This disadvantage results from the fact that it’s a challenging task to share information distinctly when there is a lot of it on a single page. Many times, only the top part of the page comes up when a user chooses to share your website, while the information intended to be shared belongs to the middle or lower parts.
There are, of course, inventive ways to get around this. For instance, you could place social sharing buttons on particular sections of the page, but that would require some specialized coding and might make the page look cluttered. You are faced with the challenge of finding balance once more.
#3. Difficult to Use Analytics
Although usability testing can be used to improve a one-page design, it will be difficult to run most other analytics options. Google Analytics will only be able to determine who your visitors are and how long they spend on the page. But because it is a single page, it cannot determine which parts of the page are being most actively used by visitors.
This presents difficulties on many levels. It is challenging to increase conversions with fewer analytics (although single-page designs tend to have better conversions). It also becomes difficult to figure out why visitors are leaving, which might lower bounce rates and have a direct effect on SEO.
#4. Scalability is Compromised
On a one-page website, you don’t have much option to add more content if required in future. To maintain the same page length, one option is to replace any existing content. Another option is to jam as much information as possible onto a page, which will make users scroll much further. Or, you can choose to make your website more extensive by adding additional pages.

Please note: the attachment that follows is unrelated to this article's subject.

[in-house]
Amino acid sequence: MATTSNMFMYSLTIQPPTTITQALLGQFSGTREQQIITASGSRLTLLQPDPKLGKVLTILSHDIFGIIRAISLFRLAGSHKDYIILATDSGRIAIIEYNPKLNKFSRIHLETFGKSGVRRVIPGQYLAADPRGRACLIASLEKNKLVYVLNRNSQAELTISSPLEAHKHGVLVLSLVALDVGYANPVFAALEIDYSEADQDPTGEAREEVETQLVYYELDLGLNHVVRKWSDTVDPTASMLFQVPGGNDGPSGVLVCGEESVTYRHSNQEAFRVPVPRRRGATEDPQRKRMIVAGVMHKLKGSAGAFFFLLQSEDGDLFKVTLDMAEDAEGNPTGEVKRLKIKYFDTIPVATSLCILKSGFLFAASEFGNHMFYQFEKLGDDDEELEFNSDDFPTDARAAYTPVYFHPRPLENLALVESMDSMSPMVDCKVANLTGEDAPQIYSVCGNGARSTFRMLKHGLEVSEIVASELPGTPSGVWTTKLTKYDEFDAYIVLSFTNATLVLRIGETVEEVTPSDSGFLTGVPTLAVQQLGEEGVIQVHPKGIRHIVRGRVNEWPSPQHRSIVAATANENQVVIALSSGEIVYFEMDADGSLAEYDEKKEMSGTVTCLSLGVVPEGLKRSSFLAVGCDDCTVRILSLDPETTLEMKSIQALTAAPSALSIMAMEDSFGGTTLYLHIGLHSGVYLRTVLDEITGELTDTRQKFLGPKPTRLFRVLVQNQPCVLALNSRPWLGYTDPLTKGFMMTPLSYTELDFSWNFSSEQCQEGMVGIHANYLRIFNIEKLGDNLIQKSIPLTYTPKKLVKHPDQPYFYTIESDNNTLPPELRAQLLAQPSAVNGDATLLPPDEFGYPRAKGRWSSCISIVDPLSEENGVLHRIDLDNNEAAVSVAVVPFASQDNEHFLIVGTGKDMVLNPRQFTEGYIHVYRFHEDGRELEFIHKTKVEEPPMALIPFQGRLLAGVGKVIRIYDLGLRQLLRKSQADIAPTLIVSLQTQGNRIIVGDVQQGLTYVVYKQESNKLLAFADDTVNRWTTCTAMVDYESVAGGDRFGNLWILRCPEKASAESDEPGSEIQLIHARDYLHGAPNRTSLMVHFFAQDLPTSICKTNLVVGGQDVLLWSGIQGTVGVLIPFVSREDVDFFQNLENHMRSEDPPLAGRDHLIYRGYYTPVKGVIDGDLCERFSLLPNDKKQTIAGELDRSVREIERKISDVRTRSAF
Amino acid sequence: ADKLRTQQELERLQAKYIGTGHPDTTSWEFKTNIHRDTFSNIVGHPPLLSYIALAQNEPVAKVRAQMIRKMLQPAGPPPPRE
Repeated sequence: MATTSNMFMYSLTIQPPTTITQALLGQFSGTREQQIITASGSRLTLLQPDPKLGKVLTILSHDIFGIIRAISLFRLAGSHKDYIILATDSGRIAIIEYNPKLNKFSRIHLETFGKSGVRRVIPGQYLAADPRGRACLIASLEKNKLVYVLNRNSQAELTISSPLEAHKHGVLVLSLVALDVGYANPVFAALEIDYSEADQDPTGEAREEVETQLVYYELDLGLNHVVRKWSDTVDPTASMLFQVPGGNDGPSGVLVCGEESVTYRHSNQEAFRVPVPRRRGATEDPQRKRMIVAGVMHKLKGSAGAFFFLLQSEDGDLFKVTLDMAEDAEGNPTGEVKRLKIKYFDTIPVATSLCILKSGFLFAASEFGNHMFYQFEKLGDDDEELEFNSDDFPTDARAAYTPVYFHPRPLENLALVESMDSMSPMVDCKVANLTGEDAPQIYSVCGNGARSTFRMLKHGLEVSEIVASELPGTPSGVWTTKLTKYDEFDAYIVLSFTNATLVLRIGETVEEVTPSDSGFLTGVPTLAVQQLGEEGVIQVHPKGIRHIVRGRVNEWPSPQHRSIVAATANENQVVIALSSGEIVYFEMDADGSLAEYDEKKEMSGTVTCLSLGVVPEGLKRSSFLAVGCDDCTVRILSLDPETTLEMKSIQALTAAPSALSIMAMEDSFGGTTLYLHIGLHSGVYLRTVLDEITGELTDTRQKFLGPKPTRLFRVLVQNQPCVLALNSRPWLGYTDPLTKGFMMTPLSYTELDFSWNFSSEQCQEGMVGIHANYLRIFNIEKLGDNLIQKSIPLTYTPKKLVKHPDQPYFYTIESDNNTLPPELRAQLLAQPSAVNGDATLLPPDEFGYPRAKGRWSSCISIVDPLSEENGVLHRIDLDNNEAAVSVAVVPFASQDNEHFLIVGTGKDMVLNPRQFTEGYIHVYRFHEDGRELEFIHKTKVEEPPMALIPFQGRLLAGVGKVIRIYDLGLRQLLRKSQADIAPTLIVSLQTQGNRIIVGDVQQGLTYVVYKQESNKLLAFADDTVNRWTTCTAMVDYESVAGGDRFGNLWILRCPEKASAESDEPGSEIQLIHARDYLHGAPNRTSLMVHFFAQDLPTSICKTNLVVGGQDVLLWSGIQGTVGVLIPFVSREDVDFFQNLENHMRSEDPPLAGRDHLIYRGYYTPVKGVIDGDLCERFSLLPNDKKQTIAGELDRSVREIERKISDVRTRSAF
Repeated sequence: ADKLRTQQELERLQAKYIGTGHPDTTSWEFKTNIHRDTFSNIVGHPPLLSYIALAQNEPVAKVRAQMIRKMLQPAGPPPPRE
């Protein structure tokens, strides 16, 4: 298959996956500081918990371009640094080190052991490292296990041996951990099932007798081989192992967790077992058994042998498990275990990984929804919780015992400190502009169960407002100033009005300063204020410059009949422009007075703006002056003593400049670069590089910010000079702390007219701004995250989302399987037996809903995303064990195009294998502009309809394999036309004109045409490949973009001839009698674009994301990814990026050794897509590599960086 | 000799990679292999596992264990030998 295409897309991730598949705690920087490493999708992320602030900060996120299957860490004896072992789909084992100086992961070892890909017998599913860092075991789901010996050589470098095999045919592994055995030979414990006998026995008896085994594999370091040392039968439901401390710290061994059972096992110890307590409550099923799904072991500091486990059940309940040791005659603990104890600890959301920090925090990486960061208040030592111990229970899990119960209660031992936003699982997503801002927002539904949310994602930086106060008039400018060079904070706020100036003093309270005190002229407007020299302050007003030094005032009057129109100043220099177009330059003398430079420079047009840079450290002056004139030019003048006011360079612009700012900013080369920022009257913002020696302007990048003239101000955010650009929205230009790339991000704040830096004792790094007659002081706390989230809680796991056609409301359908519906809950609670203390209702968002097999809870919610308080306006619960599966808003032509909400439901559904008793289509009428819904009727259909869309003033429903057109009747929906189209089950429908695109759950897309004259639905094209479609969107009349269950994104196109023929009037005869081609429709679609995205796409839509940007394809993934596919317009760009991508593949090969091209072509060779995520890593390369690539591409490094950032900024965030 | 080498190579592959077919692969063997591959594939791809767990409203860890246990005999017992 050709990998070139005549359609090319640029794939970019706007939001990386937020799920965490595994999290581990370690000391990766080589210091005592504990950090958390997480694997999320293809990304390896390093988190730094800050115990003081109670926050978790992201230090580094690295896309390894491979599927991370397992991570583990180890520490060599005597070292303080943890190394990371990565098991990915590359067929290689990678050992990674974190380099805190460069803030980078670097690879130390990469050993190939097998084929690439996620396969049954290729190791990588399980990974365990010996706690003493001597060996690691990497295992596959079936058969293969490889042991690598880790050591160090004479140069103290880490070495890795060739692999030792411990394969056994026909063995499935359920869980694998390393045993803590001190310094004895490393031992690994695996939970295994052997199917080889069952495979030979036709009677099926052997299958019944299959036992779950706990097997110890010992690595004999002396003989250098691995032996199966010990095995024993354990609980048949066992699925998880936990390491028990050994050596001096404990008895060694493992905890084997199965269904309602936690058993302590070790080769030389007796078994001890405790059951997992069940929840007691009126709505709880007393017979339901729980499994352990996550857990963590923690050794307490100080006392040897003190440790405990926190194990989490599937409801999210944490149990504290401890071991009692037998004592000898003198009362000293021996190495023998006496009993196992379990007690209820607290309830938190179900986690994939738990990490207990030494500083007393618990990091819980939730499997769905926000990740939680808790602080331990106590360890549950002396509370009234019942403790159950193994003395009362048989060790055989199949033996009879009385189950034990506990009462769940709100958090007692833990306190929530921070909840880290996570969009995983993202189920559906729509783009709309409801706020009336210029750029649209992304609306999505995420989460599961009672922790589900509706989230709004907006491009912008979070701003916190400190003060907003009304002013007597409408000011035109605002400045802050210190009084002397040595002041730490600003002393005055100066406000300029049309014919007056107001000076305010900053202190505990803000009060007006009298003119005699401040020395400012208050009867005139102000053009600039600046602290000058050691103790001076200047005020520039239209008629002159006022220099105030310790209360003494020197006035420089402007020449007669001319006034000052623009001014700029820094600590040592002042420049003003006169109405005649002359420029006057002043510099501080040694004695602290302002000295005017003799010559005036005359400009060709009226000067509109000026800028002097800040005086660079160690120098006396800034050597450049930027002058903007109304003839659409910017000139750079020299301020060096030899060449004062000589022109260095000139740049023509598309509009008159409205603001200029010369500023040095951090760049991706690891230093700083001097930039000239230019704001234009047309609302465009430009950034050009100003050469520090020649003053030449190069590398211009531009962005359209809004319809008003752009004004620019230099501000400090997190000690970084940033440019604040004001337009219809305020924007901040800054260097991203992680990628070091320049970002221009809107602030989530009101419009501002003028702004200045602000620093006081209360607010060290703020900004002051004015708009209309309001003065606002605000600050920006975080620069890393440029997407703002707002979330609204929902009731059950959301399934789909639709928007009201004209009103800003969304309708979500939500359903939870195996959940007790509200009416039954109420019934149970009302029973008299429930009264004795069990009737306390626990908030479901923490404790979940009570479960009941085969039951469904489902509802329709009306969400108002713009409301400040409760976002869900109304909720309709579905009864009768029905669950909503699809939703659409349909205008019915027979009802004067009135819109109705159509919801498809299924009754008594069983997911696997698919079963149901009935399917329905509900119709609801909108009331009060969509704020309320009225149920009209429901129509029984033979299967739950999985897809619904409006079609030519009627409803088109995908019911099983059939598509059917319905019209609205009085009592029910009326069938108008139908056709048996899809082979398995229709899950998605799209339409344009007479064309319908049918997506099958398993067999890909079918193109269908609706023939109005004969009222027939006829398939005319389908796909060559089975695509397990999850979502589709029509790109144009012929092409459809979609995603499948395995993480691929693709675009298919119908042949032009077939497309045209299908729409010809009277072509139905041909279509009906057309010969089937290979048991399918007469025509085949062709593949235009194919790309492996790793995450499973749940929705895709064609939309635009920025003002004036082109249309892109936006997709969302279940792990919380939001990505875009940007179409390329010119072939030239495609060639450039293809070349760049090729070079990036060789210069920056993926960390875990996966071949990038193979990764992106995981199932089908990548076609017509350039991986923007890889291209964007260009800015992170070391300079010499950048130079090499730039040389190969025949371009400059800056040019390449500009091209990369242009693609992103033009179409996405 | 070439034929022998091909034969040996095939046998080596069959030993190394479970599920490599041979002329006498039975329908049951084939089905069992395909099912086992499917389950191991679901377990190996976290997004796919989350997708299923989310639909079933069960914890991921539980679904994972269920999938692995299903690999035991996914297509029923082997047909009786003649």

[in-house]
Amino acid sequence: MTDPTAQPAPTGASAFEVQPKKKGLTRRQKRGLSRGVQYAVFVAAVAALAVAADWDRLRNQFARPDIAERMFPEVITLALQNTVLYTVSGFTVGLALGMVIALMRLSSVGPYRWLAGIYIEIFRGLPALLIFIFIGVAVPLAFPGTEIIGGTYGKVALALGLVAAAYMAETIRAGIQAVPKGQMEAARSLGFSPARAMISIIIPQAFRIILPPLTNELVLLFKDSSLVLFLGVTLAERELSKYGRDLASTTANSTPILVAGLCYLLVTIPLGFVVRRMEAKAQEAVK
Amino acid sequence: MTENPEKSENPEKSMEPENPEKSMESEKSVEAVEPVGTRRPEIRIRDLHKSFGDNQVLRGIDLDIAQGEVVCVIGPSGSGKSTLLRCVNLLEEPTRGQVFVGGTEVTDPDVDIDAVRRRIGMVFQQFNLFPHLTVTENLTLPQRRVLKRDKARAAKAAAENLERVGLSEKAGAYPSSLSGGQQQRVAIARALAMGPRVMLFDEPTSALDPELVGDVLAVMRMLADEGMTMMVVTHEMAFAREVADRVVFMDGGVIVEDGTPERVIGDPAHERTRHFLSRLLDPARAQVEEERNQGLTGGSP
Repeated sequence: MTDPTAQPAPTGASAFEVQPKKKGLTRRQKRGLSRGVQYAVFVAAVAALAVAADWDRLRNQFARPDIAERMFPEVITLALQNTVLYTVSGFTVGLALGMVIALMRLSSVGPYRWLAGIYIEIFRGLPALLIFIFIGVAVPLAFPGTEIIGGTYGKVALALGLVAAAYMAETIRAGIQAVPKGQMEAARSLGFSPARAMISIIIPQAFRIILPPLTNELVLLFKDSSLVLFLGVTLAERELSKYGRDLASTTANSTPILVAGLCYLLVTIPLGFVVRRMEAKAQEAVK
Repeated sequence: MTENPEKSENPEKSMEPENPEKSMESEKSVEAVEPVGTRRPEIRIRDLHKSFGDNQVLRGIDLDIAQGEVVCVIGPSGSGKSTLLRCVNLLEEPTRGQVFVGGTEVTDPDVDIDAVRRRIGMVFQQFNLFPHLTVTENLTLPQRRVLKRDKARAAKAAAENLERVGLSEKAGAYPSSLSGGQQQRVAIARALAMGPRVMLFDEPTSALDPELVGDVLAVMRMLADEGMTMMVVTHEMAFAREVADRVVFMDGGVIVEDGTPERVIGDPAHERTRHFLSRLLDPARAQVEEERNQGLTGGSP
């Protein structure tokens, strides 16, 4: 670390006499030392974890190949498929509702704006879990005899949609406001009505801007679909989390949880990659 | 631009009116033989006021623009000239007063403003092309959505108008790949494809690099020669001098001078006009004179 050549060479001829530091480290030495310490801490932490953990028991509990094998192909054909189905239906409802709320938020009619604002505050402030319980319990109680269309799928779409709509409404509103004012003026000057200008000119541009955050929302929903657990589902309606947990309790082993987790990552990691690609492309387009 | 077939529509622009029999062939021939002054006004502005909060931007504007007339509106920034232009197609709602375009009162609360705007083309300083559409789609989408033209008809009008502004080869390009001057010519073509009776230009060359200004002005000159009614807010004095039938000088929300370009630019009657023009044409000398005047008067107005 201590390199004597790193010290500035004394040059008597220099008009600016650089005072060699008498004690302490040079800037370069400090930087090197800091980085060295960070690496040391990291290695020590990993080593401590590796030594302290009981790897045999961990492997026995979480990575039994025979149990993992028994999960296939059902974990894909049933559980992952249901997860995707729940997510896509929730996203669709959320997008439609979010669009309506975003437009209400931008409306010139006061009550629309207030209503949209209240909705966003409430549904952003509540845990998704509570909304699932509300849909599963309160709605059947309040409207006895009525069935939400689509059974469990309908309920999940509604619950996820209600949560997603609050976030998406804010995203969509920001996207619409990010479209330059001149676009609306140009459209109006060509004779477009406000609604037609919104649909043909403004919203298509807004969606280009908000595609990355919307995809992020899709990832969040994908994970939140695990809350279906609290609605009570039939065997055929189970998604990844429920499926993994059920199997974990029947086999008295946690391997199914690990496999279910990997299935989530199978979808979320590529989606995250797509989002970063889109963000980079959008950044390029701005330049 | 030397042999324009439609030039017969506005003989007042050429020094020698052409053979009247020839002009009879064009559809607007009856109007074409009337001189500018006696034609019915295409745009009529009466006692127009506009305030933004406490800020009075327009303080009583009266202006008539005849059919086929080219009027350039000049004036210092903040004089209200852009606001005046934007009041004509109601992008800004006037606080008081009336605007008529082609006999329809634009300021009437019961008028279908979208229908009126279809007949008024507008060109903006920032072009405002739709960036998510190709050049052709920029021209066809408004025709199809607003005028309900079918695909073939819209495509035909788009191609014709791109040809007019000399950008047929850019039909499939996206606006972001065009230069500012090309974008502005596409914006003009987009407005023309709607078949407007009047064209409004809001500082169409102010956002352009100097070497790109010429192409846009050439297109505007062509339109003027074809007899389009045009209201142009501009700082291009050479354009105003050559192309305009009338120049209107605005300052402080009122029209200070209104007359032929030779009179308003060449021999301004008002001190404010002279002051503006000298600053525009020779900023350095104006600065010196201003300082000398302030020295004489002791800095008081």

One Page Website Examples
Cook Collective offers the entire kitchen and storage space on rent. This provides excellent opportunities to start and flourish a food business at minimum risk. It can be availed by virtual restaurants as well as by street vendors. The website communicates all of this information on a single page.
Beyond is a music festival that promises spiritual and immersive experiences. This is conveyed on a one-page site with an outstanding header image. As you scroll down the page, you’ll learn more about the festival and its past participants.
One-page websites can be ideal for promoting events. There may be less amount of text if the design requires so, to match the context or subject. You can use a large and attractive header image to draw the user in, and keep their attention with high-quality photos throughout the rest of the page, as shown by Beyond.
Roma is a one-page website that educates the public about the exploitation of domestic workers. The site welcomes visitors with a full-width image and bold statement. The content lets you walk through the story without any disruption but provides three important links – Take Action, Roma Documentary on Netflix, and to jump to the next section. This helps you to navigate swiftly to any part you want.
One-page sites are ideal for promoting documentaries and films, as illustrated in The Art of Texture. Provide more context by embedding them into your page and adding additional elements, such as a blurb and images.
The website is devoted to a documentary about a college artist. A click on the Play Movie button will let you watch the documentary directly on the page. Also, there is a slideshow and a gallery of artworks on sale.